Why waste money jailing this nasty piece of work?

AS a proud self-identifying Jew and Zionist, I’m under constant pressure to support a wide variety of campaigns that affect the Jewish world.

In each case, I have to make a choice, and central to the making of that choice is the question of whether the cause is worth fighting for — whether, to quote the time-honoured phrase, “the game is worth the candle”.

If I decide that “the game is not worth the candle”, or that I risk invoking the law of unintended consequences, I decline the invitation.

Bearing this in mind, I want to consider the recent prosecution of Alison Chabloz.

Last month, Chabloz was convicted of posting “grossly offensive” material on YouTube.

This material consisted of songs, written and sung by her, that accused Jews of “bleeding dry” the rest of the world and controlling the media.

More specifically, she mocked the Holocaust.

Set in part to traditional Jewish folk music (such as Hava Nagila), the renditions included one song describing Auschwitz as “a theme park” and the gas chambers a “proven hoax.”

As prosecutor Karen Robinson told Westminster magistrates’ court: “Miss Chabloz’s songs are a million miles away from an attempt to provide an academic critique of the Holocaust.

“They’re not political songs. They are no more than a dressed-up attack on a group of people for no more than their adherence to a religion.”

District judge John Zani agreed. He ruled that he was satisfied the material was grossly offensive and that Chabloz intended to insult Jewish people. Chabloz was, accordingly, convicted on two charges of causing an offensive, indecent or menacing message to be sent over a public communications network. She may well go to prison.

That this case was brought to court at all is due to the heroic efforts of the Campaign Against Antisemitism.

Originally, the Crown Prosecution Service declined to take the case forward. It was only after the intervention of the CAA, which began a private prosecution, that the CPS was persuaded to change its mind.

That being the case, I must put on record my genuinely sincere admiration for the CAA’s single-minded tenacity — of which the successful Chabloz prosecution is merely the latest example.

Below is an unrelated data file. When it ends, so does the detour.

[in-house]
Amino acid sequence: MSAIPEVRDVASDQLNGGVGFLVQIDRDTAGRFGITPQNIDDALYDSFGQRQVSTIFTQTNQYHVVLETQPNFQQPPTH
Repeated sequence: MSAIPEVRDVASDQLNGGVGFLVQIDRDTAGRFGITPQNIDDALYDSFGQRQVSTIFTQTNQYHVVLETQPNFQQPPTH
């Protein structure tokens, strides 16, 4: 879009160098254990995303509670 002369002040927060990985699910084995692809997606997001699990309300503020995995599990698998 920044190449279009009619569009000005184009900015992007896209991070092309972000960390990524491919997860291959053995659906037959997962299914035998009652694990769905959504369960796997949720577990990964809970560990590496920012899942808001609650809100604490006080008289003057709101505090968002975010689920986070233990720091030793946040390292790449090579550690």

But having done this, I have to ask: Was the game worth the candle?

I’ve no doubt whatsoever that Chabloz is a nasty piece of work.

Watching her calculated sarcastic antics on YouTube, I recalled that when I visited Auschwitz it did not strike me as a “theme park” at all.

None of the visitors who accompanied me laughed or even smiled. I wept. Chabloz’s light-hearted lyrics are indeed grossly offensive, as I imagine she fully intended them to be.

But within the morbid, twisted circles in which she apparently delights to move, her prosecution and conviction risk turning her into a folk heroine — a martyr (it will be said) to the cause of freedom of expression and a victim (it will be asserted) of a Jewish conspiracy.

Chabloz has, in fact, claimed that she was provoked to write the songs for which she has been convicted following her losing her job with Aida Cruises, which reacted thus to an anti-Israel tweet she had posted.

Her alibi is that the tweet may have been anti-Israeli, but it was not antisemitic.

The danger now is that, as a convicted criminal, her credibility will be bolstered, not broken.

And this possibility is likely to gain further momentum following post-trial remarks by CAA patron Sir Eric Pickles, who has called for a new law against Holocaust denial to ensure perpetrators can receive sentences longer than the current maximum of six months.

I cannot see the point of lengthening this maximum. Indeed I cannot see the point of wasting any public money on keeping Chabloz in any sort of prison.

Chabloz was convicted under the Communications Act 2003. The best outcome would be for her to be tasked with a significant period of unpaid community service, perhaps (under strict supervision) caring for Holocaust survivors.

In the UK, there is currently no law against Holocaust denial. This is a status quo that I also support. Freedom of expression is a precious flower, and to mutilate just one of its petals — even with the best of intentions — is to endanger its very survival.

British Jewry has bigger battles to win than the conviction of an insignificant nobody like Alison Chabloz.

She has reportedly been disowned by her daughter and thrown out by her elderly parents.

Let’s leave it at that!


© 2018 Jewish Telegraph